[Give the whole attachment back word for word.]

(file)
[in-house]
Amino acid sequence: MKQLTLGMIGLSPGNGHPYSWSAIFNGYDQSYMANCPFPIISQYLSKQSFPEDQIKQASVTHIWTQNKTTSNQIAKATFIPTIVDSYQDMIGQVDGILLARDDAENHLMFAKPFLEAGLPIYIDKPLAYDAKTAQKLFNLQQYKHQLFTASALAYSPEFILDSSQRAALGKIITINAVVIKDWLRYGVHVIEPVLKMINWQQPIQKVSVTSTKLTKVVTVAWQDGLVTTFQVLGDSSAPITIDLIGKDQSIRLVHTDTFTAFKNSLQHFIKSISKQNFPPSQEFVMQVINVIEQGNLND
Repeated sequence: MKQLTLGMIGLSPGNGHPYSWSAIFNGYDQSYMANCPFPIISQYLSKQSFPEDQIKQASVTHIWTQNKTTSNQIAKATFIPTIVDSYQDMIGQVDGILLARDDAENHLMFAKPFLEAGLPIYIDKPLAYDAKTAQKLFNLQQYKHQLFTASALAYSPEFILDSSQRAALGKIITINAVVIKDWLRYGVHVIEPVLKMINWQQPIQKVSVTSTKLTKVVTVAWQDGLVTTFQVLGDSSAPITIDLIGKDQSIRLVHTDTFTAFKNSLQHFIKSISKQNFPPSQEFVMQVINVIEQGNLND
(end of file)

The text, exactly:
[in-house]
Amino acid sequence: MKQLTLGMIGLSPGNGHPYSWSAIFNGYDQSYMANCPFPIISQYLSKQSFPEDQIKQASVTHIWTQNKTTSNQIAKATFIPTIVDSYQDMIGQVDGILLARDDAENHLMFAKPFLEAGLPIYIDKPLAYDAKTAQKLFNLQQYKHQLFTASALAYSPEFILDSSQRAALGKIITINAVVIKDWLRYGVHVIEPVLKMINWQQPIQKVSVTSTKLTKVVTVAWQDGLVTTFQVLGDSSAPITIDLIGKDQSIRLVHTDTFTAFKNSLQHFIKSISKQNFPPSQEFVMQVINVIEQGNLND
Repeated sequence: MKQLTLGMIGLSPGNGHPYSWSAIFNGYDQSYMANCPFPIISQYLSKQSFPEDQIKQASVTHIWTQNKTTSNQIAKATFIPTIVDSYQDMIGQVDGILLARDDAENHLMFAKPFLEAGLPIYIDKPLAYDAKTAQKLFNLQQYKHQLFTASALAYSPEFILDSSQRAALGKIITINAVVIKDWLRYGVHVIEPVLKMINWQQPIQKVSVTSTKLTKVVTVAWQDGLVTTFQVLGDSSAPITIDLIGKDQSIRLVHTDTFTAFKNSLQHFIKSISKQNFPPSQEFVMQVINVIEQGNLND